The Case for a 12th Ave Streetcar

Last year Seattle area voters approved adding 36 new miles of track to the soon-to-be operational light rail system, a huge step towards sustainability. While a light rail station was already planned for our humble neighborhood, the new package came with a small but transformational inclusion for the hill: a new streetcar from the International District to Broadway.

The past few weeks have seen a lot of controversy over this new mobility improvement. Some suggest constructing it sooner. Some don’t want it built at all. Some want it put down Broadway. Others say 12th would be better. Well, while I may not be a transit guru the likes of STB, I would like to present a case for why a streetcar down 12th Ave would be the best use of our money by not just adding a form of transportation but helping an entire community blossom.

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First of all, why a streetcar? Why not, as Councilmember Tom Rasmussen suggested, just use the money for more metro buses instead? Admittedly it’s a non-issue because voters specifically approved this money for a streetcar not buses, but it’s worth discussing anyway. The pro-bus side likes to point out that buses tend to be cheaper and easier to implement. In addition they can be rerouted according to demand. The pro-streetcar people point to statistically higher ridership numbers for streetcars as well as the “green” power of electricity over diesel engines. Plus, a streetcar obviously looks much prettier!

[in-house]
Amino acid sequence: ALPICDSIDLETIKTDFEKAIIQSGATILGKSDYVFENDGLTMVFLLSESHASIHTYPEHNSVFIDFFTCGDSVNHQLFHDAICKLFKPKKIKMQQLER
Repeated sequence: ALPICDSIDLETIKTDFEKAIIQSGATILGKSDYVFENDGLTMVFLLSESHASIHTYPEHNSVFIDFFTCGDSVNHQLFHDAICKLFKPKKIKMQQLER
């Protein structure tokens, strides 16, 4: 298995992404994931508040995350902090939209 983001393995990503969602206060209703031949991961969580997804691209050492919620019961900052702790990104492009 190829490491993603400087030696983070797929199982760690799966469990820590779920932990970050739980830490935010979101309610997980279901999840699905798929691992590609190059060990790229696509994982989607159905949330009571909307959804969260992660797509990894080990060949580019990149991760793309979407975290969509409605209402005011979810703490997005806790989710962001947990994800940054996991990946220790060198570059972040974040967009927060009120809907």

The reason that I prefer a streetcar comes down to one thing: permanence. Perhaps this is from studying religion in college, but from a theoretical standpoint a streetcar can act as an axis mundi for a neighborhood. Because the streetcar is a connection between the neighborhood and the broader city, the metal tracks embedded in the street definitively identify the space where interactions will be the most intense and diverse (nearer the tracks) and where they will be more restrained and controlled (farther out). By creating this central point of reference people are able to more easily organize the neighborhood in their minds, and in turn, they feel more at ease moving about it.


Similarly, because of this permanence, a streetcar becomes something much more than just a form of transportation, it becomes an integral piece of the neighbor just like an ivy-covered brick building, or an old, weather-worn chestnut tree.  While it may not be alive in the standard sense, it does in fact take on the qualities of a living member of the community. For instance, we call a streetcar shelter a barn, instead of a garage. Similarly, the South Lake Union streetcar garnered a nickname in a matter of days. Do any metro buses have such a loving cognomen? The reassurance afforded by a streetcar’s permanent fixture allows people to establish a deeper relationship with it and soon the simlpe sight of the little trolley gliding down the street conjures up feelings of security, comfort, and warmth.